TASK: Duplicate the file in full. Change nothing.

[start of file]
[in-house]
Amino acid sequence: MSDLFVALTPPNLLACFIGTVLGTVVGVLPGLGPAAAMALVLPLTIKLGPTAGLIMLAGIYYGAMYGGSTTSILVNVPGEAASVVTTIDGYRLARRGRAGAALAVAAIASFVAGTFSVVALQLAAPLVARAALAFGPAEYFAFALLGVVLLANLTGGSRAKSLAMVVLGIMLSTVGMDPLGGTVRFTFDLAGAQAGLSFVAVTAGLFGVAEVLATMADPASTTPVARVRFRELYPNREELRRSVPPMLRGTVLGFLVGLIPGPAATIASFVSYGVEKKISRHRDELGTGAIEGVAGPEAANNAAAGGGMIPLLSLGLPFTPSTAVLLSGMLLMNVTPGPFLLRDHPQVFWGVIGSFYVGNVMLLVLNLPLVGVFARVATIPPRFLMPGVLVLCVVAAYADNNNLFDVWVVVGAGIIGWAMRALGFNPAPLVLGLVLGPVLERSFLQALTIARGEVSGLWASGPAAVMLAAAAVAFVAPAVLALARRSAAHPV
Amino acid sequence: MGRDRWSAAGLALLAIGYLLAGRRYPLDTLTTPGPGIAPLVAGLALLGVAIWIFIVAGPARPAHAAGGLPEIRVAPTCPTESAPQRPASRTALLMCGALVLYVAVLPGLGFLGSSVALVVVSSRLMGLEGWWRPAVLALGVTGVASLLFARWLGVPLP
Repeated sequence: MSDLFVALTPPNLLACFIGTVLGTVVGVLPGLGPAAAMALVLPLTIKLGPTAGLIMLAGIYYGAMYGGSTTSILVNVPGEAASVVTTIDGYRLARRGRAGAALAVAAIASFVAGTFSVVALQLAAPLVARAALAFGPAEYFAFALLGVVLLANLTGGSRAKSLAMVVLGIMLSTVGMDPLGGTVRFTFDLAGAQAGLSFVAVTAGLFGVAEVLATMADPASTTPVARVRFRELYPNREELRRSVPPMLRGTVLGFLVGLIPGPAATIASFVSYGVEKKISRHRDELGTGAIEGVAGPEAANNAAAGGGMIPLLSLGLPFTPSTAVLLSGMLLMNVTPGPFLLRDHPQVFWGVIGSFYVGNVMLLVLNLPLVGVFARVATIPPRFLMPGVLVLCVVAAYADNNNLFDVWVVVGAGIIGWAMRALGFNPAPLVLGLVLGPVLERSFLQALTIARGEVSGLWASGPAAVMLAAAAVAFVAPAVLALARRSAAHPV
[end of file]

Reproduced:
[in-house]
Amino acid sequence: MSDLFVALTPPNLLACFIGTVLGTVVGVLPGLGPAAAMALVLPLTIKLGPTAGLIMLAGIYYGAMYGGSTTSILVNVPGEAASVVTTIDGYRLARRGRAGAALAVAAIASFVAGTFSVVALQLAAPLVARAALAFGPAEYFAFALLGVVLLANLTGGSRAKSLAMVVLGIMLSTVGMDPLGGTVRFTFDLAGAQAGLSFVAVTAGLFGVAEVLATMADPASTTPVARVRFRELYPNREELRRSVPPMLRGTVLGFLVGLIPGPAATIASFVSYGVEKKISRHRDELGTGAIEGVAGPEAANNAAAGGGMIPLLSLGLPFTPSTAVLLSGMLLMNVTPGPFLLRDHPQVFWGVIGSFYVGNVMLLVLNLPLVGVFARVATIPPRFLMPGVLVLCVVAAYADNNNLFDVWVVVGAGIIGWAMRALGFNPAPLVLGLVLGPVLERSFLQALTIARGEVSGLWASGPAAVMLAAAAVAFVAPAVLALARRSAAHPV
Amino acid sequence: MGRDRWSAAGLALLAIGYLLAGRRYPLDTLTTPGPGIAPLVAGLALLGVAIWIFIVAGPARPAHAAGGLPEIRVAPTCPTESAPQRPASRTALLMCGALVLYVAVLPGLGFLGSSVALVVVSSRLMGLEGWWRPAVLALGVTGVASLLFARWLGVPLP
Repeated sequence: MSDLFVALTPPNLLACFIGTVLGTVVGVLPGLGPAAAMALVLPLTIKLGPTAGLIMLAGIYYGAMYGGSTTSILVNVPGEAASVVTTIDGYRLARRGRAGAALAVAAIASFVAGTFSVVALQLAAPLVARAALAFGPAEYFAFALLGVVLLANLTGGSRAKSLAMVVLGIMLSTVGMDPLGGTVRFTFDLAGAQAGLSFVAVTAGLFGVAEVLATMADPASTTPVARVRFRELYPNREELRRSVPPMLRGTVLGFLVGLIPGPAATIASFVSYGVEKKISRHRDELGTGAIEGVAGPEAANNAAAGGGMIPLLSLGLPFTPSTAVLLSGMLLMNVTPGPFLLRDHPQVFWGVIGSFYVGNVMLLVLNLPLVGVFARVATIPPRFLMPGVLVLCVVAAYADNNNLFDVWVVVGAGIIGWAMRALGFNPAPLVLGLVLGPVLERSFLQALTIARGEVSGLWASGPAAVMLAAAAVAFVAPAVLALARRSAAHPV